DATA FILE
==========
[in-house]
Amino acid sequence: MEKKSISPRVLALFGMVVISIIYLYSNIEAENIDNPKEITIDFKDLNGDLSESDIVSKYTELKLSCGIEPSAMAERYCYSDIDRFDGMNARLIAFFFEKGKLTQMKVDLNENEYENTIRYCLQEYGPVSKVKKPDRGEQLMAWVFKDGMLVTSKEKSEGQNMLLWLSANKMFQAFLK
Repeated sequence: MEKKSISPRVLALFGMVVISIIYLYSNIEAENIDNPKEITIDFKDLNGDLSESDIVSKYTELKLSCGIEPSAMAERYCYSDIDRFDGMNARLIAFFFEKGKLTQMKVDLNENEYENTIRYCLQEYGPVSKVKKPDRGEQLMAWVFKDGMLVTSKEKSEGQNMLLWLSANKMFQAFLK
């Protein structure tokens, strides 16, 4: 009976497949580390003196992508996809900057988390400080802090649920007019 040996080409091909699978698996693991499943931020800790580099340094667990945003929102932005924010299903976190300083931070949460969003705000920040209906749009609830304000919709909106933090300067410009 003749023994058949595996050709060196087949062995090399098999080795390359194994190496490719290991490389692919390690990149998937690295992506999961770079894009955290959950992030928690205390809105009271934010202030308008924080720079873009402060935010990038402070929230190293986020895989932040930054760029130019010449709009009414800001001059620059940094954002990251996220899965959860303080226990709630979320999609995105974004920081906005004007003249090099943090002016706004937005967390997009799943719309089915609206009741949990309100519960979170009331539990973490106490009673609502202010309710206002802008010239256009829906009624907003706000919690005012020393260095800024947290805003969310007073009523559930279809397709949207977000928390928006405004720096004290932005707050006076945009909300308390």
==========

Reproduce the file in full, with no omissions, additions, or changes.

[in-house]
Amino acid sequence: MEKKSISPRVLALFGMVVISIIYLYSNIEAENIDNPKEITIDFKDLNGDLSESDIVSKYTELKLSCGIEPSAMAERYCYSDIDRFDGMNARLIAFFFEKGKLTQMKVDLNENEYENTIRYCLQEYGPVSKVKKPDRGEQLMAWVFKDGMLVTSKEKSEGQNMLLWLSANKMFQAFLK
Repeated sequence: MEKKSISPRVLALFGMVVISIIYLYSNIEAENIDNPKEITIDFKDLNGDLSESDIVSKYTELKLSCGIEPSAMAERYCYSDIDRFDGMNARLIAFFFEKGKLTQMKVDLNENEYENTIRYCLQEYGPVSKVKKPDRGEQLMAWVFKDGMLVTSKEKSEGQNMLLWLSANKMFQAFLK
């Protein structure tokens, strides 16, 4: 009976497949580390003196992508996809900057988390400080802090649920007019 040996080409091909699978698996693991499943931020800790580099340094667990945003929102932005924010299903976190300083931070949460969003705000920040209906749009609830304000919709909106933090300067410009 003749023994058949595996050709060196087949062995090399098999080795390359194994190496490719290991490389692919390690990149998937690295992506999961770079894009955290959950992030928690205390809105009271934010202030308008924080720079873009402060935010990038402070929230190293986020895989932040930054760029130019010449709009009414800001001059620059940094954002990251996220899965959860303080226990709630979320999609995105974004920081906005004007003249090099943090002016706004937005967390997009799943719309089915609206009741949990309100519960979170009331539990973490106490009673609502202010309710206002802008010239256009829906009624907003706000919690005012020393260095800024947290805003969310007073009523559930279809397709949207977000928390928006405004720096004290932005707050006076945009909300308390």